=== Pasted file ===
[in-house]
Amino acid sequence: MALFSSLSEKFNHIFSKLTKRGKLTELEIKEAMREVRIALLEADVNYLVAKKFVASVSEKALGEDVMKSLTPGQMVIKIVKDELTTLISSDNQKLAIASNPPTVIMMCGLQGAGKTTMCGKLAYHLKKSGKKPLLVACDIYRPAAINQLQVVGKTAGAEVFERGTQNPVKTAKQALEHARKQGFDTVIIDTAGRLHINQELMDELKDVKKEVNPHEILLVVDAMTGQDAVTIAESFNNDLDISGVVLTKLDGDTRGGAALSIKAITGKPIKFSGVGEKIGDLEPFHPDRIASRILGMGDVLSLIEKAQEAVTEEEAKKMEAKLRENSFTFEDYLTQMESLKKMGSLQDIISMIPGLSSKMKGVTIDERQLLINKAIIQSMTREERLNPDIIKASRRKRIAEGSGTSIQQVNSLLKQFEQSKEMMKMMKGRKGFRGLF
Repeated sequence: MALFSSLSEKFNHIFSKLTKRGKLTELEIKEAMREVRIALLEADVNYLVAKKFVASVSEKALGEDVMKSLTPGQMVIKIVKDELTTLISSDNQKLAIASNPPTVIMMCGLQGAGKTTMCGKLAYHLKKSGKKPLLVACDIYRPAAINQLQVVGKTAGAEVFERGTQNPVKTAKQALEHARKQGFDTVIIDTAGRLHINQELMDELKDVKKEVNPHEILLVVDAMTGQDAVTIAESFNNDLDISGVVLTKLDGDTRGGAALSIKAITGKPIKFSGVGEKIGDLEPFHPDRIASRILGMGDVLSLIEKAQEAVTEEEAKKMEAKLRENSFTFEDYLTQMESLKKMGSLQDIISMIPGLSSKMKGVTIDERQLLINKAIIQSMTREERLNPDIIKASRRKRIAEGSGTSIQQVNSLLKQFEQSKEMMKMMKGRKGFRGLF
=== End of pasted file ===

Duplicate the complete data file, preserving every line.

[in-house]
Amino acid sequence: MALFSSLSEKFNHIFSKLTKRGKLTELEIKEAMREVRIALLEADVNYLVAKKFVASVSEKALGEDVMKSLTPGQMVIKIVKDELTTLISSDNQKLAIASNPPTVIMMCGLQGAGKTTMCGKLAYHLKKSGKKPLLVACDIYRPAAINQLQVVGKTAGAEVFERGTQNPVKTAKQALEHARKQGFDTVIIDTAGRLHINQELMDELKDVKKEVNPHEILLVVDAMTGQDAVTIAESFNNDLDISGVVLTKLDGDTRGGAALSIKAITGKPIKFSGVGEKIGDLEPFHPDRIASRILGMGDVLSLIEKAQEAVTEEEAKKMEAKLRENSFTFEDYLTQMESLKKMGSLQDIISMIPGLSSKMKGVTIDERQLLINKAIIQSMTREERLNPDIIKASRRKRIAEGSGTSIQQVNSLLKQFEQSKEMMKMMKGRKGFRGLF
Repeated sequence: MALFSSLSEKFNHIFSKLTKRGKLTELEIKEAMREVRIALLEADVNYLVAKKFVASVSEKALGEDVMKSLTPGQMVIKIVKDELTTLISSDNQKLAIASNPPTVIMMCGLQGAGKTTMCGKLAYHLKKSGKKPLLVACDIYRPAAINQLQVVGKTAGAEVFERGTQNPVKTAKQALEHARKQGFDTVIIDTAGRLHINQELMDELKDVKKEVNPHEILLVVDAMTGQDAVTIAESFNNDLDISGVVLTKLDGDTRGGAALSIKAITGKPIKFSGVGEKIGDLEPFHPDRIASRILGMGDVLSLIEKAQEAVTEEEAKKMEAKLRENSFTFEDYLTQMESLKKMGSLQDIISMIPGLSSKMKGVTIDERQLLINKAIIQSMTREERLNPDIIKASRRKRIAEGSGTSIQQVNSLLKQFEQSKEMMKMMKGRKGFRGLF